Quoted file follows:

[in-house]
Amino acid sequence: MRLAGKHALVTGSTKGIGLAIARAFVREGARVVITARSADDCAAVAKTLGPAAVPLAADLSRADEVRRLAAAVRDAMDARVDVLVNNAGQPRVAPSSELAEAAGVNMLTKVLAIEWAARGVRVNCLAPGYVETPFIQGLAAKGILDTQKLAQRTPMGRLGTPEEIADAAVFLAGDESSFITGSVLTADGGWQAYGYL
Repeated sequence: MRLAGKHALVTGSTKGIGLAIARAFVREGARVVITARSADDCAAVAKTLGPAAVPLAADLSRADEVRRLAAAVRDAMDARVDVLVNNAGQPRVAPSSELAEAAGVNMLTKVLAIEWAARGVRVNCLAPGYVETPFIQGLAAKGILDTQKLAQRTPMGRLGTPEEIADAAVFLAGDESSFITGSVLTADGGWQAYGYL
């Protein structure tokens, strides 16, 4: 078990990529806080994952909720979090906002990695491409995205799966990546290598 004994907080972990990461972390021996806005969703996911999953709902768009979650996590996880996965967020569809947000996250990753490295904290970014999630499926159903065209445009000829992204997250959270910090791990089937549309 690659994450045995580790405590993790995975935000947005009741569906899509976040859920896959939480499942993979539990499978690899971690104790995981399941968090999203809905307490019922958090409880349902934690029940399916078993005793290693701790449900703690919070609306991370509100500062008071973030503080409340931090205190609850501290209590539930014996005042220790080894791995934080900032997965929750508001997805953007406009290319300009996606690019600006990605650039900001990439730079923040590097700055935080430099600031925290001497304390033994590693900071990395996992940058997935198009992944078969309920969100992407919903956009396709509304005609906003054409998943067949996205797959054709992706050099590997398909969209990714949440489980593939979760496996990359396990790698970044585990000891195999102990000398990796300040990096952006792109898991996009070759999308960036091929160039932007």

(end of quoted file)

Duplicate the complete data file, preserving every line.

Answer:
[in-house]
Amino acid sequence: MRLAGKHALVTGSTKGIGLAIARAFVREGARVVITARSADDCAAVAKTLGPAAVPLAADLSRADEVRRLAAAVRDAMDARVDVLVNNAGQPRVAPSSELAEAAGVNMLTKVLAIEWAARGVRVNCLAPGYVETPFIQGLAAKGILDTQKLAQRTPMGRLGTPEEIADAAVFLAGDESSFITGSVLTADGGWQAYGYL
Repeated sequence: MRLAGKHALVTGSTKGIGLAIARAFVREGARVVITARSADDCAAVAKTLGPAAVPLAADLSRADEVRRLAAAVRDAMDARVDVLVNNAGQPRVAPSSELAEAAGVNMLTKVLAIEWAARGVRVNCLAPGYVETPFIQGLAAKGILDTQKLAQRTPMGRLGTPEEIADAAVFLAGDESSFITGSVLTADGGWQAYGYL
């Protein structure tokens, strides 16, 4: 078990990529806080994952909720979090906002990695491409995205799966990546290598 004994907080972990990461972390021996806005969703996911999953709902768009979650996590996880996965967020569809947000996250990753490295904290970014999630499926159903065209445009000829992204997250959270910090791990089937549309 690659994450045995580790405590993790995975935000947005009741569906899509976040859920896959939480499942993979539990499978690899971690104790995981399941968090999203809905307490019922958090409880349902934690029940399916078993005793290693701790449900703690919070609306991370509100500062008071973030503080409340931090205190609850501290209590539930014996005042220790080894791995934080900032997965929750508001997805953007406009290319300009996606690019600006990605650039900001990439730079923040590097700055935080430099600031925290001497304390033994590693900071990395996992940058997935198009992944078969309920969100992407919903956009396709509304005609906003054409998943067949996205797959054709992706050099590997398909969209990714949440489980593939979760496996990359396990790698970044585990000891195999102990000398990796300040990096952006792109898991996009070759999308960036091929160039932007």